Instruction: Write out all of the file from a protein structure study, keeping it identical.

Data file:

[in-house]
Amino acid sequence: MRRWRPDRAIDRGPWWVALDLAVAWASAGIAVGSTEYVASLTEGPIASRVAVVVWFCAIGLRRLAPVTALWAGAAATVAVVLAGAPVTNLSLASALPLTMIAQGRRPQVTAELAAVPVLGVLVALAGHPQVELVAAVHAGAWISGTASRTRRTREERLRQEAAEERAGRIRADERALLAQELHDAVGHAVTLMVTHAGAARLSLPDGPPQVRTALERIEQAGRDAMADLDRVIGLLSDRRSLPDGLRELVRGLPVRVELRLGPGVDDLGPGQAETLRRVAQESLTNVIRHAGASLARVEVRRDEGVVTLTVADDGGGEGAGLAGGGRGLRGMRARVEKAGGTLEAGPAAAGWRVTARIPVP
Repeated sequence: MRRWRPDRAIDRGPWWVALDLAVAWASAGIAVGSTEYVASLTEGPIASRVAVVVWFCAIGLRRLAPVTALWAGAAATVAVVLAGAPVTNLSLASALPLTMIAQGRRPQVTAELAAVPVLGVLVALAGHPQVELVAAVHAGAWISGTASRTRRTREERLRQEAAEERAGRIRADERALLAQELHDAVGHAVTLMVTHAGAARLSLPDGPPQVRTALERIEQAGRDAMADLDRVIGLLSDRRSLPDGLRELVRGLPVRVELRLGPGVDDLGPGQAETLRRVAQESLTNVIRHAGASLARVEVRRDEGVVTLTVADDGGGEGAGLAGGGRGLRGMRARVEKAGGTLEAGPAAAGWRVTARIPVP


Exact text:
[in-house]
Amino acid sequence: MRRWRPDRAIDRGPWWVALDLAVAWASAGIAVGSTEYVASLTEGPIASRVAVVVWFCAIGLRRLAPVTALWAGAAATVAVVLAGAPVTNLSLASALPLTMIAQGRRPQVTAELAAVPVLGVLVALAGHPQVELVAAVHAGAWISGTASRTRRTREERLRQEAAEERAGRIRADERALLAQELHDAVGHAVTLMVTHAGAARLSLPDGPPQVRTALERIEQAGRDAMADLDRVIGLLSDRRSLPDGLRELVRGLPVRVELRLGPGVDDLGPGQAETLRRVAQESLTNVIRHAGASLARVEVRRDEGVVTLTVADDGGGEGAGLAGGGRGLRGMRARVEKAGGTLEAGPAAAGWRVTARIPVP
Repeated sequence: MRRWRPDRAIDRGPWWVALDLAVAWASAGIAVGSTEYVASLTEGPIASRVAVVVWFCAIGLRRLAPVTALWAGAAATVAVVLAGAPVTNLSLASALPLTMIAQGRRPQVTAELAAVPVLGVLVALAGHPQVELVAAVHAGAWISGTASRTRRTREERLRQEAAEERAGRIRADERALLAQELHDAVGHAVTLMVTHAGAARLSLPDGPPQVRTALERIEQAGRDAMADLDRVIGLLSDRRSLPDGLRELVRGLPVRVELRLGPGVDDLGPGQAETLRRVAQESLTNVIRHAGASLARVEVRRDEGVVTLTVADDGGGEGAGLAGGGRGLRGMRARVEKAGGTLEAGPAAAGWRVTARIPVP